plainly for a commercial enterprise as it identifies itself as a “Commercial Policy,” and includes a
“Business Automobile Coverage Declaration.” [See Policy, Doc. # 38-1, at 1, 5.] In the description
of the named insured, the policy lists the named insured as “FOUR JS & A D, LLC DBA THE
LEARNING STATION,” and indicates in a subsequent box that the named insured is a “LTD
LIABILITY.” [Id. at 1.] It is apparent that the insured is a business, and the subsequent description
of the insured as a limited liability company bolsters this understanding. Further, on the Business
Automobile Coverage Declaration, the policy lists the business of the named insured as “DAY
CARE.” [Id. at 5.] Additionally, nowhere in the policy is Plaintiff listed as an insured. When
examining the plain language of the policy as a whole, it is both clear and reasonable that the only
named insured was Four J’s, a limited liability company that operated a day care.6
Second, because Four J’s is an LLC, Plaintiff cannot qualify as an insured as the company’s
spouse, relative, or family member. [See Policy, Doc. # 38-1, at 12 (indicating that “family
Plaintiff appears to make a number of rather novel arguments with little citation to legal
authority. Specifically, Plaintiff argues that Defendant has not provided a “trusthworthy”
policy because (1) the declarations page is unsigned; (2) while the declarations page states
that the coverage period is from April 17, 2011, to April 17, 2012, the issue date of the policy
is listed as May 22, 2012; and (3) the UIM endorsements are inadequate because they are
unsigned and do not identify the named insured or contain key policy information. [See Resp.,
Doc. # 40-1, at 2–3.] These arguments are unavailing. First, as to any issues with the
declarations page, including the date, Plaintiff attached an identical declarations page to her
original complaint in this action. [See Compl., Doc. # 1-2, at 1.] The parties also filed a joint
stipulation stating that Defendant “issued a policy of insurance to [Four J’s]. The relevant
policy excerpts are attached . . . .” [Stip. of Facts, Doc. # 38, at 1.] The attached policy also
reveals an identical declarations page. [See Policy, Doc. # 38-1, at 1.] While the Court
acknowledges that the “date issued” on the policy appears to occur after both the policy
period and the accident at issue, no party disputes that the policy was in effect at the time of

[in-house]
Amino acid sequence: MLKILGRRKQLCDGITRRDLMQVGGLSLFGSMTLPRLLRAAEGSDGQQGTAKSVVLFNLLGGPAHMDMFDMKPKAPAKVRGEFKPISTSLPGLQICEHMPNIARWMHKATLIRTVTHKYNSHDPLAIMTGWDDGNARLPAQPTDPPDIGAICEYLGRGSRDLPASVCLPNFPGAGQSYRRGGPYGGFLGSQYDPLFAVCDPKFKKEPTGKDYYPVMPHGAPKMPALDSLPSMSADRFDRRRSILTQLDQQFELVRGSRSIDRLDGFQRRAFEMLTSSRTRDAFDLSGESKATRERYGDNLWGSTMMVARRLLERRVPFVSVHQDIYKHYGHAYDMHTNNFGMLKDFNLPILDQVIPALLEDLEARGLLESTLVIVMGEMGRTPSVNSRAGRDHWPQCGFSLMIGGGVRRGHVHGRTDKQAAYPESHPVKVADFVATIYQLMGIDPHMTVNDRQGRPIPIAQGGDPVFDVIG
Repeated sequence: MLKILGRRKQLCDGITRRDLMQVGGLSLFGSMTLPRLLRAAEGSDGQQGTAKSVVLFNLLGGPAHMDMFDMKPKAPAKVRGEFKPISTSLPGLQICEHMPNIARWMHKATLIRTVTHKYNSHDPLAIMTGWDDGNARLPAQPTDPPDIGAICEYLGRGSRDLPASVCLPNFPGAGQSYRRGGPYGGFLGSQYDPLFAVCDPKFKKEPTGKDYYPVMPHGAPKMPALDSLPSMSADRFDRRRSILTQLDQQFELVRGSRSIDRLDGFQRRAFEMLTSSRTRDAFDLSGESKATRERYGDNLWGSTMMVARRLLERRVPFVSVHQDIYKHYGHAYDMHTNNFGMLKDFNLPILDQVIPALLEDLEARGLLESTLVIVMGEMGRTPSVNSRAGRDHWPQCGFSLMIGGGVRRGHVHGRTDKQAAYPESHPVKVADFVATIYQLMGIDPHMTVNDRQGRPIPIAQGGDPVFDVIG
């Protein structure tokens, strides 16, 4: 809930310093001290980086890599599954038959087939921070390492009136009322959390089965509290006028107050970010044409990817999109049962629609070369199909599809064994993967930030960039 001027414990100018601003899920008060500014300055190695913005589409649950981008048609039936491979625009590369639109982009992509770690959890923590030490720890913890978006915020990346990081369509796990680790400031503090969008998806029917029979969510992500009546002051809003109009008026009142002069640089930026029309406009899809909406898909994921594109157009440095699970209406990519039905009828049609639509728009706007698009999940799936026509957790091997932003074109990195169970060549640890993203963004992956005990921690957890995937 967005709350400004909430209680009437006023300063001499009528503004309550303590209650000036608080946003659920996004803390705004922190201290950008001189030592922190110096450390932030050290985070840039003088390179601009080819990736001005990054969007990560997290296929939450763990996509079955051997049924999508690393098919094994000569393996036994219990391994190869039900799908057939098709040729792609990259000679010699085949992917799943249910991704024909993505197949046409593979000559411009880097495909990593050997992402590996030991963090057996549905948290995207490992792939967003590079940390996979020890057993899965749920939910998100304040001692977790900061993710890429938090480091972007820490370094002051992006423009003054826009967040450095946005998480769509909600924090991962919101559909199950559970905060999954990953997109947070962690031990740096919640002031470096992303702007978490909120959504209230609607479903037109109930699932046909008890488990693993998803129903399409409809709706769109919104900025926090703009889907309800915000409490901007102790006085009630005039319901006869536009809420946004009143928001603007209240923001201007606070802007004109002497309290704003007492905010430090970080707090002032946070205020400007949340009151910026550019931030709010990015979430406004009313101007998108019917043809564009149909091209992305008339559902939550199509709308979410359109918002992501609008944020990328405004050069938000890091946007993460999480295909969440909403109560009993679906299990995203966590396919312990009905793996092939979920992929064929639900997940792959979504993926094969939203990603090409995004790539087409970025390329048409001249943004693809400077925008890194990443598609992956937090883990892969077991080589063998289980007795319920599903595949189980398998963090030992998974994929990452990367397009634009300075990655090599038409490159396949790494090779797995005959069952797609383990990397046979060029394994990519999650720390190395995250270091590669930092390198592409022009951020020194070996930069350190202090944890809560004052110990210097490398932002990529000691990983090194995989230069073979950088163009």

Plaintiff’s accident. Second, as to any challenge of the UIM endorsements, those
endorsements were attached to the policy jointly submitted by the parties and this Court is to
construe insurance contracts as a whole. [See Policy, Doc. # 38-1, at 12.] Moreover, page four
of the policy itself specifically list the UIM endorsements. [Id. at 4.]
members” are only covered under the policy where the “named insured” is an individual and not a
corporation).] See also Concrete Servs., Inc. v. U.S. Fid. & Guar. Co., 331 S.C. 506, 509, 498 S.E.2d
865, 866 (1998) (“[A] corporation, as such, cannot have a spouse or family members.”).
Third, it is undisputed that Plaintiff was not occupying any of the vehicles covered under the
policy at the time of the accident. [See Policy, Doc. # 38-1, at 12 (indicating that when the “named
insured” is a corporation, “[a]nyone ‘occupying’ a covered ‘auto’” is also an insured).] “Moreover,
she was not in, upon, getting in, on, out or off of either of those vehicles or any other vehicle at the
time of the accident.” [Stip. of Facts, Doc. # 38, at 1.] See also McWhite v. ACE Am. Ins. Co., No.
4:07-cv-01551, 2010 WL 1027872, at *6–8 (D.S.C. March 17, 2010), aff’d, 412 Fed. App’x 584 (4th
Cir. 2011) (holding, under a similar definition of insured, that individual was not insured because
he was not “occupying” a covered auto at the time of the accident).
Having thoroughly analyzed the record in this case, including the briefs filed by the parties
and the respective arguments therein, the Court finds that because Plaintiff was neither a named
insured nor occupying a covered auto at the time of the accident at issue, she is not entitled to UIM
benefits under the policy’s plain and unambiguous terms.
It is THEREFORE ORDERED that Defendant’s Motion for Summary Judgment [Doc. #
39], is GRANTED, and Plaintiff’s declaratory judgment action is DISMISSED.
IT IS SO ORDERED.
s/ R. Bryan Harwell
R. Bryan Harwell
United States District Judge
Florence, South Carolina
June 18, 2013